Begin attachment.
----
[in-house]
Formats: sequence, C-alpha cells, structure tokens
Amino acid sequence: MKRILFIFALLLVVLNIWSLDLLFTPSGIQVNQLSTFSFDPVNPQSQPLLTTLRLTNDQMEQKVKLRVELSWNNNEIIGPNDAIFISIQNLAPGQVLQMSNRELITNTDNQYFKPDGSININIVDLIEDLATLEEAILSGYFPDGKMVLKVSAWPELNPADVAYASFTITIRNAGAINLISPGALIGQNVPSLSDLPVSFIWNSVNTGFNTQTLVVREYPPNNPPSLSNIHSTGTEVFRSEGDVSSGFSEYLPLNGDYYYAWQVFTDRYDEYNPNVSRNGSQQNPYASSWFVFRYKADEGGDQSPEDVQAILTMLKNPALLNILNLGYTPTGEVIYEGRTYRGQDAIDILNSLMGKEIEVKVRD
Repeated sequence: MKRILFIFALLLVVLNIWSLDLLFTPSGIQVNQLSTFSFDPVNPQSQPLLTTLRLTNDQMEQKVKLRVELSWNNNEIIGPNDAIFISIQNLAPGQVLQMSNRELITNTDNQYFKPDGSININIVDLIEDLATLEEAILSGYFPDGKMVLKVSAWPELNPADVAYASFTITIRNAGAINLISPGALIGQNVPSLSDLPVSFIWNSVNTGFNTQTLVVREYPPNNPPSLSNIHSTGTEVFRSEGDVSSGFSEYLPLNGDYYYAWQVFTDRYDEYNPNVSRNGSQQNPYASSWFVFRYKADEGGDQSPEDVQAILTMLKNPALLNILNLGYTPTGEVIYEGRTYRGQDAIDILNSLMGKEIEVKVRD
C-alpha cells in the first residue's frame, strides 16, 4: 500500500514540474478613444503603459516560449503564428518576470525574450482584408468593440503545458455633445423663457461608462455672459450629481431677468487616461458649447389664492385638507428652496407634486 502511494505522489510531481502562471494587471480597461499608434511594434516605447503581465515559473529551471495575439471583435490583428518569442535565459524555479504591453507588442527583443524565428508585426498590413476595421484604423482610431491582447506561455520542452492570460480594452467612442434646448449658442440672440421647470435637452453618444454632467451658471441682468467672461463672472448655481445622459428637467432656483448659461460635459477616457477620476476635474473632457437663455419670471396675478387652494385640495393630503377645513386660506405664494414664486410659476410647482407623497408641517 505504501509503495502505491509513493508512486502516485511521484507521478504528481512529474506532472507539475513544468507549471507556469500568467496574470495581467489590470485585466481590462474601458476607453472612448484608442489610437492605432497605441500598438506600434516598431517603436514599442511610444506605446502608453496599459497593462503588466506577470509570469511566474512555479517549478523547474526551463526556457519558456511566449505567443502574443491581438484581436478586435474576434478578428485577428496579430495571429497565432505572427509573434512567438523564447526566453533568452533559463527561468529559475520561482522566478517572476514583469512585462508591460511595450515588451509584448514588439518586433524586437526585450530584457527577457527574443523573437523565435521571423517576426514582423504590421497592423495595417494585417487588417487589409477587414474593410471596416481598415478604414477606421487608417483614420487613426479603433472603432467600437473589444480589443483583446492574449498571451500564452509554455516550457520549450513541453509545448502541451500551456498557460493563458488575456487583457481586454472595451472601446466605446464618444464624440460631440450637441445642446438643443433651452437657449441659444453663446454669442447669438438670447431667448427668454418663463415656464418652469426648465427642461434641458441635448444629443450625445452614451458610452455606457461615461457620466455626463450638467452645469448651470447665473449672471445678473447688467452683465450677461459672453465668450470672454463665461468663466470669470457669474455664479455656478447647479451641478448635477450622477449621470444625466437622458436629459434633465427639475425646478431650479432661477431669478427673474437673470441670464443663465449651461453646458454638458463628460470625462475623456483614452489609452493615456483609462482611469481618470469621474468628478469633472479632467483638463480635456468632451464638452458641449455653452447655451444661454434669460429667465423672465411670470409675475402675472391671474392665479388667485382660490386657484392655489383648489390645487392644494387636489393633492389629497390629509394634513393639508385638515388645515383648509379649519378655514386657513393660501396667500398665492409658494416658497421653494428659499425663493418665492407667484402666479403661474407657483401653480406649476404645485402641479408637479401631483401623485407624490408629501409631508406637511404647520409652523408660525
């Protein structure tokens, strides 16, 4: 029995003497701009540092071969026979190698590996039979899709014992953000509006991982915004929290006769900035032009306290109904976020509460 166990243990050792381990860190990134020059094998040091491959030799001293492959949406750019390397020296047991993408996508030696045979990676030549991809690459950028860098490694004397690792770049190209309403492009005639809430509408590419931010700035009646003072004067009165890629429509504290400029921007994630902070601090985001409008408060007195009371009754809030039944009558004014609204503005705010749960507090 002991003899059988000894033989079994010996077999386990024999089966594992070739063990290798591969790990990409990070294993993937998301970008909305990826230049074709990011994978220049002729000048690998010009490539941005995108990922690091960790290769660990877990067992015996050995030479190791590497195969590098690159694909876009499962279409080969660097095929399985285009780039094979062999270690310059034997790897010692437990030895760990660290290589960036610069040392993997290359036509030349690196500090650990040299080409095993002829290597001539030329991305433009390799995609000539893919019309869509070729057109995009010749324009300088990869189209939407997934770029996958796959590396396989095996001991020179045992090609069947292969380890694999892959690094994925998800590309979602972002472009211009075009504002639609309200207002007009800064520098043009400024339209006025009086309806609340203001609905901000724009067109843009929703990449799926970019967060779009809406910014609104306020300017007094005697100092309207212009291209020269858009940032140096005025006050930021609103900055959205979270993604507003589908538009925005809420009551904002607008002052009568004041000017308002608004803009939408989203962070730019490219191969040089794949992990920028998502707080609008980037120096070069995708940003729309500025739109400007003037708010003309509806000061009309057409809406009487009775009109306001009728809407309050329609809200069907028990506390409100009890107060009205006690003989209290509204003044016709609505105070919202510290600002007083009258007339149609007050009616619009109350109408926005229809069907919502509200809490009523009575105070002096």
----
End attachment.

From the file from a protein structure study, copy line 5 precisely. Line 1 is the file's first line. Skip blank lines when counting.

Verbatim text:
C-alpha cells in the first residue's frame, strides 16, 4: 500500500514540474478613444503603459516560449503564428518576470525574450482584408468593440503545458455633445423663457461608462455672459450629481431677468487616461458649447389664492385638507428652496407634486 502511494505522489510531481502562471494587471480597461499608434511594434516605447503581465515559473529551471495575439471583435490583428518569442535565459524555479504591453507588442527583443524565428508585426498590413476595421484604423482610431491582447506561455520542452492570460480594452467612442434646448449658442440672440421647470435637452453618444454632467451658471441682468467672461463672472448655481445622459428637467432656483448659461460635459477616457477620476476635474473632457437663455419670471396675478387652494385640495393630503377645513386660506405664494414664486410659476410647482407623497408641517 505504501509503495502505491509513493508512486502516485511521484507521478504528481512529474506532472507539475513544468507549471507556469500568467496574470495581467489590470485585466481590462474601458476607453472612448484608442489610437492605432497605441500598438506600434516598431517603436514599442511610444506605446502608453496599459497593462503588466506577470509570469511566474512555479517549478523547474526551463526556457519558456511566449505567443502574443491581438484581436478586435474576434478578428485577428496579430495571429497565432505572427509573434512567438523564447526566453533568452533559463527561468529559475520561482522566478517572476514583469512585462508591460511595450515588451509584448514588439518586433524586437526585450530584457527577457527574443523573437523565435521571423517576426514582423504590421497592423495595417494585417487588417487589409477587414474593410471596416481598415478604414477606421487608417483614420487613426479603433472603432467600437473589444480589443483583446492574449498571451500564452509554455516550457520549450513541453509545448502541451500551456498557460493563458488575456487583457481586454472595451472601446466605446464618444464624440460631440450637441445642446438643443433651452437657449441659444453663446454669442447669438438670447431667448427668454418663463415656464418652469426648465427642461434641458441635448444629443450625445452614451458610452455606457461615461457620466455626463450638467452645469448651470447665473449672471445678473447688467452683465450677461459672453465668450470672454463665461468663466470669470457669474455664479455656478447647479451641478448635477450622477449621470444625466437622458436629459434633465427639475425646478431650479432661477431669478427673474437673470441670464443663465449651461453646458454638458463628460470625462475623456483614452489609452493615456483609462482611469481618470469621474468628478469633472479632467483638463480635456468632451464638452458641449455653452447655451444661454434669460429667465423672465411670470409675475402675472391671474392665479388667485382660490386657484392655489383648489390645487392644494387636489393633492389629497390629509394634513393639508385638515388645515383648509379649519378655514386657513393660501396667500398665492409658494416658497421653494428659499425663493418665492407667484402666479403661474407657483401653480406649476404645485402641479408637479401631483401623485407624490408629501409631508406637511404647520409652523408660525